The Top 5 Most Famous Ransomware Attacks

Cybercriminals everywhere are demanding thousands to millions of dollars to unlock the technology they’ve attacked and compromised. This type of malware attack earned itself the name ransomware for the high ransoms bad actors require to release devices, applications, or data.

But to name “the most famous ransomware attacks,” it’s important to understand how subjective that statement is. We could be talking about the scale of the attack, in terms of the amount or sensitivity of data stolen. Or the severity of the repercussions the attack had on the victim, its customers or other connecting partners. What about the price of the ransom itself?

Let’s look at some of the most notable ransomware attacks to date, categorized by type and dollar amount, and discuss some reasons they earned a spot on the list:

Most Famous Ransomware Attacks By Type:

Ransomware is a type of malicious software designed to restrict access to a computer system until a payment is made. The key here is… it’s software. While cybercriminals often use a similar foundation to their software code, the most evolved ransomware is a custom form of malware.

Here are some of the top ransomware types and why they were — or still are — so dangerous:


Flashback to 2017. A form of ransomware called WannaCry spread like wildfire through vulnerable SMB ports and phishing attacks, infecting 7,000 computers within the first hour of its release. Within a day, it infected more than 230,000 computers in over 150 countries. The attack affected leaders in various industries, such as the car giant Honda and thousands of NHS hospitals across the UK, seizing control of industrial processes until the ransom was paid. 


In 2016, video gamers faced a form of Trojan ransomware called TelsaCrypt, which infected game saves, user profiles, recoded replays, etc. This gamer ransomware affected 40 different games, such as the Call of Duty series, World of Warcraft and Minecraft — searching for 185 file extensions. Newer variants of the malware also affected encrypted Word, PDF, JPEG and other files. This ransomware made our list for the extent of its spread and the depth of its affected files. In May 2016, the ransomware spread came to a halt when the malware developers shut down the ransomware and released the master decryption key. 

Petya and NotPetya

Petya emerged in 2016 but in 2017, it began spreading internationally as ransomware. On July 27th, 2017, it targeted more than 80 companies in France, Germany, Italy, Poland, the United Kingdom, the United States, Russia, and Ukraine. It affected Windows servers, PCs, and laptops, exploiting a vulnerability in Microsoft’s implementation of the Server Message Block protocol — asking victims to conduct a system reboot, after which the system is locked. The newer variant called NotPetya has distinctive malware behavior. It uses different keys for encryption, has unique reboot styles, displays and notes, and was designed by the Russian government. 

REvil, AKA Sodinokibi

The modern-day Russian-based hacking group Ransomware Evil (REvil), also known as Sodinokibi, is a unique ransomware-as-a-service (RaaS) operation. These bad actors developed a subscription-based model that enables affiliates to use already-developed ransomware tools to launch their own ransomware attacks, wherein REvil receives a portion of the profit every time it’s deployed. In 2021, the group breached the tech powerhouse Apple, stealing information on their upcoming products. They’re also behind the recent Kaseya and JBS ransomware attacks. They made our list for their present relevancy — REvil’s attacks are only becoming more frequent, severe, and widespread — and because of their infamy of commercializing ransomware as a service, especially towards supply chains.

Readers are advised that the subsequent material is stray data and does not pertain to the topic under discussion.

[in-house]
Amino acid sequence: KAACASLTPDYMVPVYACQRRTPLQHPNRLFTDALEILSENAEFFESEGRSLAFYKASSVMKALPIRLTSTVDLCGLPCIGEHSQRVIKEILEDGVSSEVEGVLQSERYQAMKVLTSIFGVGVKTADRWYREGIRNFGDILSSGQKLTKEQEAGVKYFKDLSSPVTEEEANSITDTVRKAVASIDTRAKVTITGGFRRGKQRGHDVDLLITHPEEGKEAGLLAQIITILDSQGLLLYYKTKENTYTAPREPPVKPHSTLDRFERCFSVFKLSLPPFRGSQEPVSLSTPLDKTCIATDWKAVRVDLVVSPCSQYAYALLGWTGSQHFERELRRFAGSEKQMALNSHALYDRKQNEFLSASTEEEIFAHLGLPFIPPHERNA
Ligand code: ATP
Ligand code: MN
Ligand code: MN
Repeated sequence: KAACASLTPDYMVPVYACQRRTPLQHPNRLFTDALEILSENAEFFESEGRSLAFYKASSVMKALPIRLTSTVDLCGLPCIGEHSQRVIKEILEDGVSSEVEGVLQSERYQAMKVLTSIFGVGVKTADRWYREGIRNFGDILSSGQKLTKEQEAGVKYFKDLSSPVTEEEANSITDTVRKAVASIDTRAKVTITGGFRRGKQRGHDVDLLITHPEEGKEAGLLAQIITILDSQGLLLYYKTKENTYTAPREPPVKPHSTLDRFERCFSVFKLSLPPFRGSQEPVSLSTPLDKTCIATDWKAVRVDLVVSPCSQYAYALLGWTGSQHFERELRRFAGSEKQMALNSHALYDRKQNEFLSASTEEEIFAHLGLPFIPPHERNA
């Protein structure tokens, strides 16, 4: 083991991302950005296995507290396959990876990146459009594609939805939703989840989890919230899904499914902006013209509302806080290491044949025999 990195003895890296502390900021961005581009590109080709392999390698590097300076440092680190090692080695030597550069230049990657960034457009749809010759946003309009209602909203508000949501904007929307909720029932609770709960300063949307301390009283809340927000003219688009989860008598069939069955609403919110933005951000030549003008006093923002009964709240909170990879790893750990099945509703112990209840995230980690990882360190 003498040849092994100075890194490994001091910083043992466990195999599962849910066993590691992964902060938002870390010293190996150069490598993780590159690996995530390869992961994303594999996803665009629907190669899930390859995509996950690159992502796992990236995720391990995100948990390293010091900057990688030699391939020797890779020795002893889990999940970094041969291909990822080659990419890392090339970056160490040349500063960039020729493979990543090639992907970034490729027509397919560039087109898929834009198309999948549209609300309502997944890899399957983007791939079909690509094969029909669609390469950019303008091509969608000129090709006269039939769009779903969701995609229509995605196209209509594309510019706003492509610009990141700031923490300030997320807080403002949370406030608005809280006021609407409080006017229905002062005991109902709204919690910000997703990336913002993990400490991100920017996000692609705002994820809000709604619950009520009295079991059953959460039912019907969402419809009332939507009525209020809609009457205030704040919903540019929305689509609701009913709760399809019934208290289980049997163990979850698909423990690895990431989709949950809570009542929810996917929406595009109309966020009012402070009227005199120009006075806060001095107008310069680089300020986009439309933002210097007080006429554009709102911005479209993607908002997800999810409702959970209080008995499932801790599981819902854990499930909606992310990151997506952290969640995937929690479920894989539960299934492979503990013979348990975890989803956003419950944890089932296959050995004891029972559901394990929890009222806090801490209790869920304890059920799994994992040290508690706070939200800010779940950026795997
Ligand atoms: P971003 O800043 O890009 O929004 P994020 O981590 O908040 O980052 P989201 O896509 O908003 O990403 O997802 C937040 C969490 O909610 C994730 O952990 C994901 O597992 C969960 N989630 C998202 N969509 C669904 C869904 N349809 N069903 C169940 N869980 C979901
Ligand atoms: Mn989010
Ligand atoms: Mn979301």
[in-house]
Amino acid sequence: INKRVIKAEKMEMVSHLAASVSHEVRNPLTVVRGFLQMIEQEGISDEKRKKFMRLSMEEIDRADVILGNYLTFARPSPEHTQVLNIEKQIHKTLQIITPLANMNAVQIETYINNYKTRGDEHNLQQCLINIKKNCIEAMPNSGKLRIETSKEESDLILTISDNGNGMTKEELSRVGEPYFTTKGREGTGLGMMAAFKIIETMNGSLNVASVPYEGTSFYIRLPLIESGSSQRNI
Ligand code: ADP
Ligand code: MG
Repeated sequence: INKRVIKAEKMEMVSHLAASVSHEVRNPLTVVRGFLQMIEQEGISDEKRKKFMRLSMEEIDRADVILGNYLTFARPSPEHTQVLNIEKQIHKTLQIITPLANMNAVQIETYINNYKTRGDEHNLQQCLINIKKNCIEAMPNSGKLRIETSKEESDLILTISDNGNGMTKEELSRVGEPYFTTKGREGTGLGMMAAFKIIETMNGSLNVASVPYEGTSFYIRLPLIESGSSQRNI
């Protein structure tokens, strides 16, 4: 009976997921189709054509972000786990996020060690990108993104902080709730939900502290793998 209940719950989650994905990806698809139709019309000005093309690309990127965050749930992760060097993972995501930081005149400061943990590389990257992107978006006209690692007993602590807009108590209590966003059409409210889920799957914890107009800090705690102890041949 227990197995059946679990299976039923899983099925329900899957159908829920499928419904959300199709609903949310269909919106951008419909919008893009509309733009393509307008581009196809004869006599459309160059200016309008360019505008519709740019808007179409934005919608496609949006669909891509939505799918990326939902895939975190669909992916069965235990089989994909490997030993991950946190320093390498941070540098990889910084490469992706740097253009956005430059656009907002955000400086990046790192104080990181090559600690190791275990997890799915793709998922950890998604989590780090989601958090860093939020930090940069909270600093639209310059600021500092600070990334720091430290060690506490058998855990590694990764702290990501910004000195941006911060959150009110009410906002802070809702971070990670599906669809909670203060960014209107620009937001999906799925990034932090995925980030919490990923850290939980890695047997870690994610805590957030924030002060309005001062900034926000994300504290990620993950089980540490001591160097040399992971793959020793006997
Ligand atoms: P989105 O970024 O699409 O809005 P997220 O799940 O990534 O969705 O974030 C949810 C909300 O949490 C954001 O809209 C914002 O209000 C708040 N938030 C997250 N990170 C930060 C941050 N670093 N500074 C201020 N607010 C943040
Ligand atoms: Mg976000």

Another present-day RaaS operation is DarkSide. This hacking group located in  Eastern Europe targets victims using their own unique form of ransomware, believed to resemble the software used by REvil, as a possible partner of the Russian attackers. They were the bad actors behind the recent Colonial Pipeline cyberattack. Their malicious software earned its place on our top five most famous ransomware list for how destructive the program can be. The software deletes files in the recycle bin one by one, uninstalls security and backup software programs, and terminates security processes to allow access to data files.

Most Famous Ransomware Attacks, By Payout:

Ransomware attacks are also made famous for how financially crippling they were. Oftentimes, bad actors target companies and industries that are vital, so they must remain fully operational at all times. Freezing access to even certain operations or files for a few days could have a monumental impact on the company’s surrounding economy and customer base at large. When this happens, these major corporations often pay the ransom, knowing that a few days of downtime could account for much more damage and loss than the unlocking fee. Here’s a round-up of the most costly payouts to date:

5. Brenntag

Amount paid: $4.4 million

4. Colonial Pipeline

Amount paid: $4.4 million


3. CWT Global

Amount paid: $4.5 million

2. JBS

Amount paid: $11 million

1. CNA Financial

Amount paid: $40 million


Reduce Your Likelihood of Ransomware Attacks

Over the last few years especially, ransomware attacks have been growing both in frequency and severity — becoming more rampant and complex in the depth of information stolen. 

As the attacks continue to increase, it’s more important than ever to make sure your company’s security is airtight. 

Download our 5-1/2 Easy Steps to Avoid Cyber Threats ebook to make instant improvements to your security infrastructure today. 

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Topics: ransomware attack, ransomware attacks, demanding ransom, ransomware damages

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